Using Light on Dark and Dark on Light for Dramatic Effect

Recently, a technical challenge forced me to try something new, and what I learned has completely changed how I do backgrounds.

The challenge was in completing the below portrait of Tag, a 14 year old bright white Labrador Retriever.

 

After putting together a composition from several different reference photos, a process I discuss in this post about compositions and the portrait process, we looked at what could be done for the background.

Up until this point, I had been using primarily white backgrounds, with a slightly darker vignette around the edges to make the subject pop and keep the viewer’s attention.

But with Tag, that wasn’t going to work: she was effectively white herself. If I’d continued with a white background, we might have gotten something like the image below, which is disappointingly flat.

White Portrait Background with a Vignette:

Where’s the contrast??

Apart from her nose and eyes, there is very little excitement here. With no sharp edges around her head, our attention wanders from there in search of interest, and we find… her armpits. Why? Because they have a lot of contrast, and contrast holds attention.

This is really not what I wanted to happen with the portrait, so I needed a way to make her head a stronger focal point, and minimize contrast in areas that are supposed to be in the peripheral, such as her feet and legs (and armpits).

Introducing Colour and Light Contrast to the Background

With a simple change to the background, suddenly we can see her face!
Here, the contrast under her belly is minimized, and her face is dramatic and three-dimensional.

The dark background means the shadows on her lower body aren’t the focal point any more, because they don’t stand out. Instead, her face is highlighted and made more interesting by putting extra dark behind the bright areas and bright background behind the dark areas.
With the variable green background in place, her well-lit right side is vibrant against a near-black patch behind her ear, and the shadows on the right are made deep and multi-dimensional by the brightness behind them.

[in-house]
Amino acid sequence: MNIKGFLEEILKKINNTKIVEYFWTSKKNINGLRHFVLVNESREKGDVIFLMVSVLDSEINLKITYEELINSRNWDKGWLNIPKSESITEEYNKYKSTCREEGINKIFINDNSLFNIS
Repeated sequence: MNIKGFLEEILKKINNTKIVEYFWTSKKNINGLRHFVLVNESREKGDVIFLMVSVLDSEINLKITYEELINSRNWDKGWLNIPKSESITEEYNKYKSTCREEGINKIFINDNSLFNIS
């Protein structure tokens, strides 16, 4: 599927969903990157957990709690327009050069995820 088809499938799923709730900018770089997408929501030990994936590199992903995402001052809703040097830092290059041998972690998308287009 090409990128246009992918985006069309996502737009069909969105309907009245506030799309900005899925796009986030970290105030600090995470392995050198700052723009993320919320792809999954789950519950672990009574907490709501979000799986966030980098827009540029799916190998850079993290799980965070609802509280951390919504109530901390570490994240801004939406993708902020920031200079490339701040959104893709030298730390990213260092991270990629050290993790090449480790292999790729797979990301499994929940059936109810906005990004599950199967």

The blue-green also contrasts her warm nose, and between the two I get a rich range of warm and cool tones in her face, body, and the surrounding area.

 

More Light on Dark, Dark on Light in Action

 
Here is another example, where you can see how much depth is added by having a contrasting tone behind the subject.

The black behind this corgi’s white bib really makes it pop, and brings your eyes over to the left instead of letting them wander lost in the middle. It also adds a second point of interest at her hindquarters, which might otherwise be boring and flat.
 

In the example below, black is used to draw attention directly to the face, but where the body is dark enough to show up clearly on white the canvas is left bare.

More examples of dog art using this background technique can be found throughout my portfolio.

Other Background Considerations

 
I also want to make sure that the light in the background looks like it’s coming from the same source or sources as the light on the subject. That means if you have a cool light above your subject, you’ll want a cool light in the background as well. If you have a warm reflection in the subjects’ eyes, that that warmth should also be present somewhere behind them as well.
 
Before choosing a background, I always ask for my clients’ input as well. As with a frame, a portrait background needs to fit in with the room it will hang in, and will have a big impact on the overall mood of the portrait.
 
 
If you’re interested in getting a pet portrait of your own, or have any questions, please get in touch at [email protected]. For recent work, visit my Pet Portrait Portfolio.
 
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